Only the Samaritan Leper Understands His Cleansing.

The other nine are like us.

Luke 17:11-19 (ESV)

On the way to Jerusalem he was passing along between Samaria and Galilee. And as he entered a village, he was met by ten lepers, who stood at a distance and lifted up their voices, saying, “Jesus, Master, have mercy on us.” When he saw them he said to them, “Go and show yourselves to the priests.” And as they went they were cleansed. Then one of them, when he saw that he was healed, turned back, praising God with a loud voice; and he fell on his face at Jesus' feet, giving him thanks. Now he was a Samaritan. Then Jesus answered, “Were not ten cleansed? Where are the nine? Was no one found to return and give praise to God except this foreigner?” And he said to him, “Rise and go your way; your faith has made you well.”

It may seem odd that Jesus is disappointed in the nine who didn’t return, since He told them to, “Go and show yourselves to the priests.” They stay on task, while the Samaritan, in an emotional outburst, runs back to Jesus praising God. It’s also odd that the Samaritan was hanging out with non-Samaritans in the first place.

The Samaritan being with the rest is actually normal in this case. Being a leper makes you such a pariah that also being a Samaritan doesn’t matter; they’re all quarantined together. It also makes sense that the Samaritan was less focused on getting to the priests. They may have refused to see him. And he may have been unfamiliar with the Levitical law concerning lepers.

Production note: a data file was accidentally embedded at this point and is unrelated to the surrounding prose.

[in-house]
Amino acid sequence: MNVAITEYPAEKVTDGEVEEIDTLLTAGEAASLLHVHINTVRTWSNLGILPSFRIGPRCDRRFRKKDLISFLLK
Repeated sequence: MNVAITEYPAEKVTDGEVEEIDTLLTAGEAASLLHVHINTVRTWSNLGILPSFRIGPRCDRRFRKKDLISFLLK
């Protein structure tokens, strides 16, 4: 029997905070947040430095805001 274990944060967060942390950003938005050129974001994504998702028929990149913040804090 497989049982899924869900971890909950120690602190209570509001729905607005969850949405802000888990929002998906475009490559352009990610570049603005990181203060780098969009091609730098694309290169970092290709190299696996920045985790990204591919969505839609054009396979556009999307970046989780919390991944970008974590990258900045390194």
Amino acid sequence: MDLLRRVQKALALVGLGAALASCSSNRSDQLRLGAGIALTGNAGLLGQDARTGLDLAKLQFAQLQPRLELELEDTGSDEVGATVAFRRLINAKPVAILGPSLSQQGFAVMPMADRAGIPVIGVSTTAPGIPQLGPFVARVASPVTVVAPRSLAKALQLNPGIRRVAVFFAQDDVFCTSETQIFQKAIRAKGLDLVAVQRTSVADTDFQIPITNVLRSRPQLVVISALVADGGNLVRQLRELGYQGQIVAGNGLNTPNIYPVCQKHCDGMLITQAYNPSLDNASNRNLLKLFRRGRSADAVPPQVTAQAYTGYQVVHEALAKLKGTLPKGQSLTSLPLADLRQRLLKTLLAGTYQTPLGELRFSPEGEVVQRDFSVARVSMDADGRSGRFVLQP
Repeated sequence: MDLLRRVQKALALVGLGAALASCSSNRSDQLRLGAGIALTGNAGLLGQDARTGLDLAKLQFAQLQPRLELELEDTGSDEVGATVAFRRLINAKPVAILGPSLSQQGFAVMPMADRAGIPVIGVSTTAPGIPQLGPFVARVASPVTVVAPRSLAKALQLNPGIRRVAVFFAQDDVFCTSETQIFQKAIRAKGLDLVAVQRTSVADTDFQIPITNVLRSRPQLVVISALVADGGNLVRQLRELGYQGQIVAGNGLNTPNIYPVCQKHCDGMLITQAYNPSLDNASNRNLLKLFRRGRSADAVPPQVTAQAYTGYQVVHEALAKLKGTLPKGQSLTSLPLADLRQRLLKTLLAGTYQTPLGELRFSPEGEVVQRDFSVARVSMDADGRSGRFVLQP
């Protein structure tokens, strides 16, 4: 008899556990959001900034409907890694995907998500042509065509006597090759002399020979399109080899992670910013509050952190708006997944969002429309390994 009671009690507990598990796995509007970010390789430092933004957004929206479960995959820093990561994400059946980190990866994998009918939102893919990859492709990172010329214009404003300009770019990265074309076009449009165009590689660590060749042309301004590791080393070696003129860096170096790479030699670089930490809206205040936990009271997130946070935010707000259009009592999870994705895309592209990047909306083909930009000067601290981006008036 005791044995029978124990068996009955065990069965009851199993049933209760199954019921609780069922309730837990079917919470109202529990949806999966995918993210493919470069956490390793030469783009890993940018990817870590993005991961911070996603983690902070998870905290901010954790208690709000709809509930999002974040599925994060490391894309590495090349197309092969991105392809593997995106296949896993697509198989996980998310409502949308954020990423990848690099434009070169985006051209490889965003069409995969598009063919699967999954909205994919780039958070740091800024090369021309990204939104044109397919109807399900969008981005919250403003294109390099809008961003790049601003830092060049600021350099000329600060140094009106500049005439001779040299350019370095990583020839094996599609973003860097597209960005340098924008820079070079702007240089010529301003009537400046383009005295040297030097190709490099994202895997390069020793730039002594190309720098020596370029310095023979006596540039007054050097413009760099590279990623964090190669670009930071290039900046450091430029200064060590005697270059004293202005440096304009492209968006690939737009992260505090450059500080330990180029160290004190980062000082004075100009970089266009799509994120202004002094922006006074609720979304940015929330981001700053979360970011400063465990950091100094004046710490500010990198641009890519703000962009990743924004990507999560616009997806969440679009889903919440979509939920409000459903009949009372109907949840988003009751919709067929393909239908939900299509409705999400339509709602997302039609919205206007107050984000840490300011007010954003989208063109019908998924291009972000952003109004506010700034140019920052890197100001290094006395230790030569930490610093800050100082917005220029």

“This shall be the law of the leprous person for the day of his cleansing. He shall be brought to the priest, and the priest shall go out of the camp, and the priest shall look. Then, if the case of leprous disease is healed in the leprous person …” – Leviticus 14:2-3

But why does Jesus criticize the nine who didn’t return? It’s because they’re being legalistic and selfish. They’re focused on their own healing, and on the legal procedures needed to get back into normal society.

That’s understandable. Leprosy is a social catastrophe and emotionally crushing. Still, miraculous deliverance from this scourge should have been cause for unselfish celebration. Instead, the nine only thought of themselves.

The idea of praising the God who delivered them hadn’t even crossed their minds.

Leprosy still exists and infects hundreds of thousands of people worldwide. It is a bacterial disease with known cures. It is contagious, though not highly, and that has led to the abolishment of leper colonies.

Modern medicine is an amazing gift. Just think, only a few decades ago there were no joint replacements or organ transplants. Who can even imagine what medicine was like 2000 years ago when this was written?

So, are we appreciative, like the Samaritan leper, or do we just take it for granted and go on about our business, like the other nine?

There’s no “right” way to thank God for the many blessings we have. We couldn’t even name them all if we wanted to; there are just too many.

We should try though.

The weekly study guides, which include discussion questions, are available for download here:

Mike Slay

As a mathematician, inventor, and ruling elder in the Presbyterian Church in America, Mike Slay brings an analytical, conversational, and even whimsical approach to the daily study of God's Word.

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